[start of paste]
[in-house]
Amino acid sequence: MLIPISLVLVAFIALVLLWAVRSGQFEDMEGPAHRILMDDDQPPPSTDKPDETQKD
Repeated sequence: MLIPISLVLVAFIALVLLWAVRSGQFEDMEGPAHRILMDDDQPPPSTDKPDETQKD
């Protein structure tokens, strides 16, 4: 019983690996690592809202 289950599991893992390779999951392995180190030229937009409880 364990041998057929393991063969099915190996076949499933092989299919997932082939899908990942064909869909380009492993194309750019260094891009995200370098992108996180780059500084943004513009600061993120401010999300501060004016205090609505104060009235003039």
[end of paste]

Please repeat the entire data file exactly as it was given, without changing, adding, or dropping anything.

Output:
[in-house]
Amino acid sequence: MLIPISLVLVAFIALVLLWAVRSGQFEDMEGPAHRILMDDDQPPPSTDKPDETQKD
Repeated sequence: MLIPISLVLVAFIALVLLWAVRSGQFEDMEGPAHRILMDDDQPPPSTDKPDETQKD
């Protein structure tokens, strides 16, 4: 019983690996690592809202 289950599991893992390779999951392995180190030229937009409880 364990041998057929393991063969099915190996076949499933092989299919997932082939899908990942064909869909380009492993194309750019260094891009995200370098992108996180780059500084943004513009600061993120401010999300501060004016205090609505104060009235003039």